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Home✈️Aircraft🚁HelicopterBeginners Corner › Radio Settings Progression.
08-02-2007 01:32 PM  13 years ago
Topic Vote0Post 1


New Zealand

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Radio Settings Progression.

I have been flying my new Caliber 5 for a while now, just hovering and have managed to get the engine running really smooth, aswell as the heli flying with a solid tail. I have now moved onto learning figure 8's and am currently flying around slowly doing figure 8's and working on learning banked turns.

My question here is when and what do I start changing on the Tx to match my progression in flying, ever since getting my heli in the air and getting it trimmed out, I have had -4 - +9 pitch, and had a fairly modest throttle curve. So I would like to know now that I am starting to learn forward flight, what settings on the radio should I change to suit the flying that I am now doing.

Any help appreciated, cheers Shaun.
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08-02-2007 02:12 PM  13 years ago


Jacksonville FL

MyPosts All Forum Topic has a pretty good discussion on throttle and pitch curve setup as you progress in your flying. The info applies to any heli.Andy
AMA 77227
08-02-2007 02:20 PM  13 years ago


Melbourne, AU

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I know others are more knowledgeable than I but i think -4/+9 on the pitch curve is fine for beginning forward flight, its just a matter of setting up your throttle curves to keep the blades running at a consistent RPM. you might also want to set a new flight mode that adds a little throttle in the negative pitch region, to keep up head speed while doing a hard stop.

I'm at the same stage as you, just moving into fast forward flight and i've spent a while fiddling with the throttle curves trying to keep a good RPM on the rotors.
i've got

low stick -4* pitch 40% throttle (might need a little more)
Mid stick 5.5* Pitch 50% throttle (just get the throttle so your hovering)
High stick 9* Pitch 90-100% throttle (haven't used that much pitch yet so i'm not sure what my RPM's are doing in this region)

hope this helps

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08-02-2007 05:48 PM  13 years ago

rrKey Veteran

Southern California

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On the assumption you will be moving into aerobatics when the time is right, set up a linear idle-up pitch curve going from -max through 0 at mid-stick to +max, where "max" is half the total pitch range of your heli's head. For example, if the head covers a 20 degree pitch range, then this would be -10, 0, +10.

The corresponding throttle curve would be +100, 50, +100 (an inverted "V" with half throttle at zero pitch).

When you are ready to try this idle up, fly into a full-pitch climb-out, then hit the switch.

When you are ready to land, do a high approach, and switch back to "normal."

You can land in idle up, of course. As the rotor speed will be higher than in normal, the heli will be quite responsive.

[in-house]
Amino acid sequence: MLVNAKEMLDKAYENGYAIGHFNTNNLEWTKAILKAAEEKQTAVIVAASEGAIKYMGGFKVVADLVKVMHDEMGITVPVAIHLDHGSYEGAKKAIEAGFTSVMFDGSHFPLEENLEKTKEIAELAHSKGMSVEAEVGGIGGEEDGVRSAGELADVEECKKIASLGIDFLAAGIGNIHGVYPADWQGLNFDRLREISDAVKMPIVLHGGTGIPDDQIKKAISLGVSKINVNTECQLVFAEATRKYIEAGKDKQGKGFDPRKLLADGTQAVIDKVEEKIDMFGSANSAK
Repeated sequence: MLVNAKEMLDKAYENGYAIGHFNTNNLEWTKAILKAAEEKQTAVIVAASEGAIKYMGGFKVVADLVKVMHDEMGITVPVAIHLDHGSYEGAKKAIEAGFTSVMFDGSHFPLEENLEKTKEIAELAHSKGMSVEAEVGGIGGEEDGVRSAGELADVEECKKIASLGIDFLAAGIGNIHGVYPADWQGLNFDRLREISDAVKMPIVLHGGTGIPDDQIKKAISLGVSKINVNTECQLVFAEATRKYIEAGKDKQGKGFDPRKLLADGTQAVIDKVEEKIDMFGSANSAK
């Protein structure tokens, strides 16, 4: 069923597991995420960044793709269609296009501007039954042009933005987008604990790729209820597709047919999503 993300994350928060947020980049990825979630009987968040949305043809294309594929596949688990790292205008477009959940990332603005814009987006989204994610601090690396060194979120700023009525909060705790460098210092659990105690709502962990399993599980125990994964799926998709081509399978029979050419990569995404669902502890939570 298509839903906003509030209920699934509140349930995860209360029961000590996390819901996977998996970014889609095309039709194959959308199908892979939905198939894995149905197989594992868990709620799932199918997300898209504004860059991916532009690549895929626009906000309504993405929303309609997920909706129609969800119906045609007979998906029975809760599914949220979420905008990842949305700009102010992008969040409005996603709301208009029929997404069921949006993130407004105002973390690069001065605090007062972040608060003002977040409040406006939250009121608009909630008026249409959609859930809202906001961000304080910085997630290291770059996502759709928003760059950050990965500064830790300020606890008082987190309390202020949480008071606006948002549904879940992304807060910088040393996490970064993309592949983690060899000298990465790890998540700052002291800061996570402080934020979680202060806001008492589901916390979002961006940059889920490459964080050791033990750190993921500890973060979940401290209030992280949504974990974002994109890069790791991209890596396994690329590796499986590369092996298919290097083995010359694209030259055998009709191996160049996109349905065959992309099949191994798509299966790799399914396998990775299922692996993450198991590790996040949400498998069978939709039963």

You can do loops and stall turns in normal. Loops will not look very round at the top because when you go to negative pitch across the top, the power goes off. In idle up, you still have power when inverted, in addition to the maximum pitch available.
08-02-2007 06:03 PM  13 years ago
Pistol Pete


Seffner, FL

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seems like you are doing great!

given your details, i would now concentrate on taking off and landing in ANY for thought.
~~Enjoying the hobby one flight at a time~~
08-02-2007 06:34 PM  13 years ago

rrElite Veteran

Texas - USA

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I would recommend setting your idle ups, 1 and 2. Get in the habit of using the flight mode switch. I have -5 to +10 on in normal mode. I only use normal mode to hover and slow forward flight, only. Take off and landings or done in Normal(except for autos), all of my flying around is done in Idle 2.

Go to Raptor technique as recommend by BarracudaHockeyto set up you flight modes.

Keep up the good flying.
Old Guys Rule!
08-07-2007 10:31 AM  13 years ago


New Zealand

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Thanks for all the above information guys, I forgot about this post, I must have typed it out late one night. Went for a flight today after 2 weeks of bad weather finally moved on, was cold on the hands but I am trying to fly at least 3 days a week at the moment, so may just have to tough it out.

I will have a browse over at RaptorTechnique and along with the help you have offered above, I will do some mild tuning on the Tx and see how the changes relate to the heli on the field.

I'm not quite into fast forward flight, as Pistol Pete recomended, I've been keeping the heli low, and concentrating on orientation and angles, I was amazed once starting to do figure 8s just how easy it is to miss interpret which way the heli is rolling when flying past. I also figured that it helps a great deal to have the canopy on to help with orientation!

Anyway, I will post an update back here in a while with some accurate numbers of what I have been using and what I progress onto and what feels right, thanks again, Shaun.

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